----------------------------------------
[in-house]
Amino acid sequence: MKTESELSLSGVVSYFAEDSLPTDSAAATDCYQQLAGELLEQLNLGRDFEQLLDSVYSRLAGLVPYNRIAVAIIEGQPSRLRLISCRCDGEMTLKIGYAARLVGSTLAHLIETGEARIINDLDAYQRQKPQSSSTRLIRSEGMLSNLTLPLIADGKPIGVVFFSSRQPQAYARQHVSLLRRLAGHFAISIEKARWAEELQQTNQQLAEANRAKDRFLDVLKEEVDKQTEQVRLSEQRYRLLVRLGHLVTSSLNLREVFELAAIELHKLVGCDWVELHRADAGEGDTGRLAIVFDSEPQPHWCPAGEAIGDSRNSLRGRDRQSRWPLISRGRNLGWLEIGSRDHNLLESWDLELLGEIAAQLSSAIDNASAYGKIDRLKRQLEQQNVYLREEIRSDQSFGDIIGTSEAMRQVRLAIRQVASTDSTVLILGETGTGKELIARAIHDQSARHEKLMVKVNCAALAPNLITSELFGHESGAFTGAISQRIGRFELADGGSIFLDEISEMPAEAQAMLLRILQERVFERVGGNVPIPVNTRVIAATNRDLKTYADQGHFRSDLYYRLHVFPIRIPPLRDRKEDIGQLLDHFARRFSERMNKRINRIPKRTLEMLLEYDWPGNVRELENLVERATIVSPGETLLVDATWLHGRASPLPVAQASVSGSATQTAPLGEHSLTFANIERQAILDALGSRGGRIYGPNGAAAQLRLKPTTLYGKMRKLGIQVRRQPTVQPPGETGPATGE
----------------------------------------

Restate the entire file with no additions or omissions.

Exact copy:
[in-house]
Amino acid sequence: MKTESELSLSGVVSYFAEDSLPTDSAAATDCYQQLAGELLEQLNLGRDFEQLLDSVYSRLAGLVPYNRIAVAIIEGQPSRLRLISCRCDGEMTLKIGYAARLVGSTLAHLIETGEARIINDLDAYQRQKPQSSSTRLIRSEGMLSNLTLPLIADGKPIGVVFFSSRQPQAYARQHVSLLRRLAGHFAISIEKARWAEELQQTNQQLAEANRAKDRFLDVLKEEVDKQTEQVRLSEQRYRLLVRLGHLVTSSLNLREVFELAAIELHKLVGCDWVELHRADAGEGDTGRLAIVFDSEPQPHWCPAGEAIGDSRNSLRGRDRQSRWPLISRGRNLGWLEIGSRDHNLLESWDLELLGEIAAQLSSAIDNASAYGKIDRLKRQLEQQNVYLREEIRSDQSFGDIIGTSEAMRQVRLAIRQVASTDSTVLILGETGTGKELIARAIHDQSARHEKLMVKVNCAALAPNLITSELFGHESGAFTGAISQRIGRFELADGGSIFLDEISEMPAEAQAMLLRILQERVFERVGGNVPIPVNTRVIAATNRDLKTYADQGHFRSDLYYRLHVFPIRIPPLRDRKEDIGQLLDHFARRFSERMNKRINRIPKRTLEMLLEYDWPGNVRELENLVERATIVSPGETLLVDATWLHGRASPLPVAQASVSGSATQTAPLGEHSLTFANIERQAILDALGSRGGRIYGPNGAAAQLRLKPTTLYGKMRKLGIQVRRQPTVQPPGETGPATGE